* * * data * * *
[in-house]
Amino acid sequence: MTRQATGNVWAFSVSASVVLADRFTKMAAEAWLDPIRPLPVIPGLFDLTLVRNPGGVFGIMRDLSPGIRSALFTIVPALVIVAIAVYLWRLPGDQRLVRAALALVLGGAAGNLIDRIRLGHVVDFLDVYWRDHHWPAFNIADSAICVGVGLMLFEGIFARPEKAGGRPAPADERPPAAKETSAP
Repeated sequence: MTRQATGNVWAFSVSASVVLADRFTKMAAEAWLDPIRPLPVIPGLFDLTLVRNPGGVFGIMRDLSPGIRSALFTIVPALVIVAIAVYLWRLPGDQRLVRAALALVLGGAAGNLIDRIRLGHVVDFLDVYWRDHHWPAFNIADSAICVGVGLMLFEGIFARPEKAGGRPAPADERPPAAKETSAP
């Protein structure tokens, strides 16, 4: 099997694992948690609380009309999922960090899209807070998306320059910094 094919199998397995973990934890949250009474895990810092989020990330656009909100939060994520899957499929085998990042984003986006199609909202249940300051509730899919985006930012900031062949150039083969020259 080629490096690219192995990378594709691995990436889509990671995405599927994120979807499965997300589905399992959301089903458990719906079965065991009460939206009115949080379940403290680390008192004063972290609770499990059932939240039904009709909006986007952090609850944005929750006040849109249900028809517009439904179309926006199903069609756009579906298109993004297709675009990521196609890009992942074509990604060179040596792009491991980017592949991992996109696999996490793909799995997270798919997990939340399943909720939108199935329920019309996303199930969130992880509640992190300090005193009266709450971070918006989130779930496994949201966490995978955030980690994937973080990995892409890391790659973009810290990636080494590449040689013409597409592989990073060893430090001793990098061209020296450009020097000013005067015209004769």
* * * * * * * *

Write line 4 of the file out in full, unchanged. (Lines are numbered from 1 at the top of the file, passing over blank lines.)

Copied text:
């Protein structure tokens, strides 16, 4: 099997694992948690609380009309999922960090899209807070998306320059910094 094919199998397995973990934890949250009474895990810092989020990330656009909100939060994520899957499929085998990042984003986006199609909202249940300051509730899919985006930012900031062949150039083969020259 080629490096690219192995990378594709691995990436889509990671995405599927994120979807499965997300589905399992959301089903458990719906079965065991009460939206009115949080379940403290680390008192004063972290609770499990059932939240039904009709909006986007952090609850944005929750006040849109249900028809517009439904179309926006199903069609756009579906298109993004297709675009990521196609890009992942074509990604060179040596792009491991980017592949991992996109696999996490793909799995997270798919997990939340399943909720939108199935329920019309996303199930969130992880509640992190300090005193009266709450971070918006989130779930496994949201966490995978955030980690994937973080990995892409890391790659973009810290990636080494590449040689013409597409592989990073060893430090001793990098061209020296450009020097000013005067015209004769």